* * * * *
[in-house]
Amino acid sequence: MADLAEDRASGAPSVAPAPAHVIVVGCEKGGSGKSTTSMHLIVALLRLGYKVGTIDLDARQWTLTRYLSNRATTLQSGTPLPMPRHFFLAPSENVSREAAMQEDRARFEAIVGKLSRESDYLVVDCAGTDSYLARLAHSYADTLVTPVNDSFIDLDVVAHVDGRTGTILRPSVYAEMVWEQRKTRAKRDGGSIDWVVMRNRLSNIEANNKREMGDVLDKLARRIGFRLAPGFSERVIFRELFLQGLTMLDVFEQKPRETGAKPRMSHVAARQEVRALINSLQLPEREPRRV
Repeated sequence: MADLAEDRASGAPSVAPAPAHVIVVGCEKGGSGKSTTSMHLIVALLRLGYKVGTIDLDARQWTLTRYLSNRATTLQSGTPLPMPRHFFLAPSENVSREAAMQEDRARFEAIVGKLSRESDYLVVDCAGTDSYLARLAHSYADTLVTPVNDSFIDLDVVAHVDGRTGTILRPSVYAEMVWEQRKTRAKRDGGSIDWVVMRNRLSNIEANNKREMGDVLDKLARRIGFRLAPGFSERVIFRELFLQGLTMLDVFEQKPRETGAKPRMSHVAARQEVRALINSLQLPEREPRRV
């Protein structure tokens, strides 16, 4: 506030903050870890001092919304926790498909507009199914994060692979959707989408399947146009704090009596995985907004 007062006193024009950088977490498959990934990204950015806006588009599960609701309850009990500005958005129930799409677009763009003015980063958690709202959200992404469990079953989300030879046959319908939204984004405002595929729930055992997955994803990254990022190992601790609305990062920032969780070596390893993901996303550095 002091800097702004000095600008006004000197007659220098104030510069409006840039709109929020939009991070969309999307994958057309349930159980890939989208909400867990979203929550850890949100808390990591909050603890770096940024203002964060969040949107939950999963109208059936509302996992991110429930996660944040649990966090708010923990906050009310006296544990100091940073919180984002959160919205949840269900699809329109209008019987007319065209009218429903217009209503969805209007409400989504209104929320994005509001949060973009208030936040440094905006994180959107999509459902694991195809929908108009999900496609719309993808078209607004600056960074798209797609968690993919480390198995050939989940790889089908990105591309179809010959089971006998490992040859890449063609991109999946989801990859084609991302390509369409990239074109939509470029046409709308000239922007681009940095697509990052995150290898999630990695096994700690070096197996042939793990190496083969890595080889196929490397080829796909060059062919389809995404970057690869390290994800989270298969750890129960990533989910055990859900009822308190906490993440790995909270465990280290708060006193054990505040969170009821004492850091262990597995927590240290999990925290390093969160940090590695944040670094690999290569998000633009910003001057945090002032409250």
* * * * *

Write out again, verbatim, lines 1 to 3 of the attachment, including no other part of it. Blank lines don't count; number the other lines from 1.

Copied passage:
[in-house]
Amino acid sequence: MADLAEDRASGAPSVAPAPAHVIVVGCEKGGSGKSTTSMHLIVALLRLGYKVGTIDLDARQWTLTRYLSNRATTLQSGTPLPMPRHFFLAPSENVSREAAMQEDRARFEAIVGKLSRESDYLVVDCAGTDSYLARLAHSYADTLVTPVNDSFIDLDVVAHVDGRTGTILRPSVYAEMVWEQRKTRAKRDGGSIDWVVMRNRLSNIEANNKREMGDVLDKLARRIGFRLAPGFSERVIFRELFLQGLTMLDVFEQKPRETGAKPRMSHVAARQEVRALINSLQLPEREPRRV
Repeated sequence: MADLAEDRASGAPSVAPAPAHVIVVGCEKGGSGKSTTSMHLIVALLRLGYKVGTIDLDARQWTLTRYLSNRATTLQSGTPLPMPRHFFLAPSENVSREAAMQEDRARFEAIVGKLSRESDYLVVDCAGTDSYLARLAHSYADTLVTPVNDSFIDLDVVAHVDGRTGTILRPSVYAEMVWEQRKTRAKRDGGSIDWVVMRNRLSNIEANNKREMGDVLDKLARRIGFRLAPGFSERVIFRELFLQGLTMLDVFEQKPRETGAKPRMSHVAARQEVRALINSLQLPEREPRRV